Jay is the Education Coordinator at CEDARS. His passion for making a difference helps youth find success.
CEDARS: Hi Jay! What was it like when you were a kid?
Jay: I lived out in the country not far from CEDARS on 56th Street in Lincoln, NE. I had a large family that included an adopted sister and children that my parents took in as foster children. School was a struggle because I have Dyslexia, but I don’t remember feeling bad about it or different. I just couldn’t do math or read very well. My brother and I spent lots of time climbing trees and fishing and we loved riding our bikes. I had the coolest orange sting ray bike with tiger grips on the handle bars, banana seat and sissy bar on the back. Too cool! I can remember civil rights marches, antiwar demonstrations and Woodstock (my older brother hitchhiked there to attend). I met my first (and only) girlfriend while sitting in Sunday School class on a red bean bag chair. I was 15 and she was 13 and I was in love from first sight. We dated all the way through college and got married as soon as I graduated. Kristy is still my girlfriend!
CEDARS: How long have you worked at CEDARS?
Jay: I joined CEDARS in August of 2016, supporting youth who come to CEDARS Reporting Center. When I first started in the Reporting Center I really loved the opportunity to teach clients about life skills, helping them to find jobs and do homework and I thought I would stay there for a long, long time. But when the Educational Coordinator position opened up I really could see myself making the most difference there. I put together a vision for where I thought CEDARS could go with assisting youth with their education, got the job and I haven’t looked back. I really found my “fit”.
CEDARS: What is it like being the Education Coordinator at CEDARS?
Jay: Jim Blue, CEDARS President, says my role at CEDARS is to Advocate, Coordinate and Inspire. I have a long relationship with Lincoln Public Schools (LPS) since my wife has taught since finishing college, my sister recently retired from LPS after a long career as a teacher, administrator and leading in the district office and my oldest son is currently an administrator. With that background, I have the unique opportunity to bridge between the therapeutic, legal and educational aspects of a young person’s life and help them to navigate their educational journey successfully. I also assist youth pursuing their college degrees here in town at the University of Nebraska, Wesleyan University, or Southeast Community College.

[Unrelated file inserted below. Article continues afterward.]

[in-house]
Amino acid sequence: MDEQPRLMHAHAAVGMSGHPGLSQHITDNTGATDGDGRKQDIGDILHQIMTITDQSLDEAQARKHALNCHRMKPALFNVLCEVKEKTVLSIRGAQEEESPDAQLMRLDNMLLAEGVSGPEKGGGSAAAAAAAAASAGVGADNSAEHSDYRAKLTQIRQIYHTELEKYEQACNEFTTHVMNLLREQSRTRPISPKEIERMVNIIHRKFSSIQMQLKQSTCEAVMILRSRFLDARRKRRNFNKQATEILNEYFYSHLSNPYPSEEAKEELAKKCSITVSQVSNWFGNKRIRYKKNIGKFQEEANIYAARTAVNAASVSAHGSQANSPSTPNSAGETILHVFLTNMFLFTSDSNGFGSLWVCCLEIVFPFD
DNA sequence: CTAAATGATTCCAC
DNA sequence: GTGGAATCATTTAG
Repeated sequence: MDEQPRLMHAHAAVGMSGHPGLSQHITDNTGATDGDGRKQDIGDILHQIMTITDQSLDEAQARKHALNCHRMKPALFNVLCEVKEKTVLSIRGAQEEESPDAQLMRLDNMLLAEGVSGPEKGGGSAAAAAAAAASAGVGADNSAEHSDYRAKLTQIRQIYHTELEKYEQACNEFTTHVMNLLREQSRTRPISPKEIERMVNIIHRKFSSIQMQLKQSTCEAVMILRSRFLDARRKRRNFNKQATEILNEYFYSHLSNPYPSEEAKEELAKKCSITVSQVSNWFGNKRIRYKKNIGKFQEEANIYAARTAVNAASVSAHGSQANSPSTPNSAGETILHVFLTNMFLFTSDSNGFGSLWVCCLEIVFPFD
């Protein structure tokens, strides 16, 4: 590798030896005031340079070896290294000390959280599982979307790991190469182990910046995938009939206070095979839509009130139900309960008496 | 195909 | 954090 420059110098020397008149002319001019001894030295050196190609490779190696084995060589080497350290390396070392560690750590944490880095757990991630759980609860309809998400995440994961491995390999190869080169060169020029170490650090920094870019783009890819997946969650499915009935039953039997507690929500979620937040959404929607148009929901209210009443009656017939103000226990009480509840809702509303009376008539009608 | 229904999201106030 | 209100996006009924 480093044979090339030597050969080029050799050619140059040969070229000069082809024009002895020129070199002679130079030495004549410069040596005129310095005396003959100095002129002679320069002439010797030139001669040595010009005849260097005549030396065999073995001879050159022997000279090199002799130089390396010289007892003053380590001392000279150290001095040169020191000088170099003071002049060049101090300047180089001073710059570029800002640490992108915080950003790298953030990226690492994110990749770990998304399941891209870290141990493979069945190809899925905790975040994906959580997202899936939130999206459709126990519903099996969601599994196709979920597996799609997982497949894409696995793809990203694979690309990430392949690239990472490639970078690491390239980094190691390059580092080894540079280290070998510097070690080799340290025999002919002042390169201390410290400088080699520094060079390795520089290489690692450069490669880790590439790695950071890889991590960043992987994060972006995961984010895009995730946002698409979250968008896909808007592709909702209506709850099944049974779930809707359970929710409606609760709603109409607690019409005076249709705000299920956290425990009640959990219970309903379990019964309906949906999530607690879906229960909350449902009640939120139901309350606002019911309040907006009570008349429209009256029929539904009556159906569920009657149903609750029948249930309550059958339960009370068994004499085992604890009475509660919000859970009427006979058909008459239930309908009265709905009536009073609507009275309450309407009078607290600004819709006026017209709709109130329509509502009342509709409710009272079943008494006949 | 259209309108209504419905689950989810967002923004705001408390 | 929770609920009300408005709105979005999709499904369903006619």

CEDARS: What types of supports are you able to give to youth?
Jay: I work with volunteer tutors to make sure youth have support for homework, attend school meetings, help them with paperwork that needs to be completed, encourage those who are experiencing educational disruption, and seek opportunities within the community to provide outside educational supports.
CEDARS: What keeps you coming to work each day?
Jay: I love the kids! I know what it means to struggle in school and I want to be there to help when I can.
CEDARS: What is something you have learned while working at CEDARS?
Jay: I have learned how resilient human beings can be even when life is dramatically unfair and cruel. I have learned to slow down and look at the child who is struggling, to look past the behaviors and see the core issues and then move the child in a healthy direction. I have learned I have lots of client heroes to motivate me when I am feeling down.
CEDARS: How do your values help you support youth?
Jay: Children and youth respond best to adults in their lives who show respect to them and show compassion. I am proud to say I belong to an organization that never gives up on a kid. CEDARS never gives up, never walks away and never looks the other way when a child or youth comes with a need. CEDARS is always there.
CEDARS: What is your favorite part about your job?
Jay: When I get to be around a youth who has just done something they never expected they could accomplish. Last year at LPS summer school one of the youth whom CEDARS had previously supported had completed the 10 hours needed to graduate from high school. Summer school staff bring in caps and gowns for those who graduate, take pictures, have cake and a small ceremony. I remember this young man sitting alone at the ceremony and so I sat with him. He told me following the ceremony that CEDARS was one of the only supports he had ever known and was happy and proud that CEDARS could support him even in his graduation.
CEDARS: What would you say to someone considering going into the type of work you do?
Jay: If you love kids, and if you want to wake up in the morning and know that by going to work you will be making a difference in someone’s world. You will love this work.
CEDARS: What makes you passionate about helping youth?
Jay: I know how important education is to the future of our young people’s success. Anyone who is around me for long knows that I suffer from Dyslexia. For most of my school career I couldn’t learn like other kids. I graduated in the bottom ten percent of my high school class. My high school guidance counselor told me I was crazy to try to go to college. But I found that with the right support, encouragement, guidance, persistence, and advocacy, any individual no matter the difficulty can be successful in education.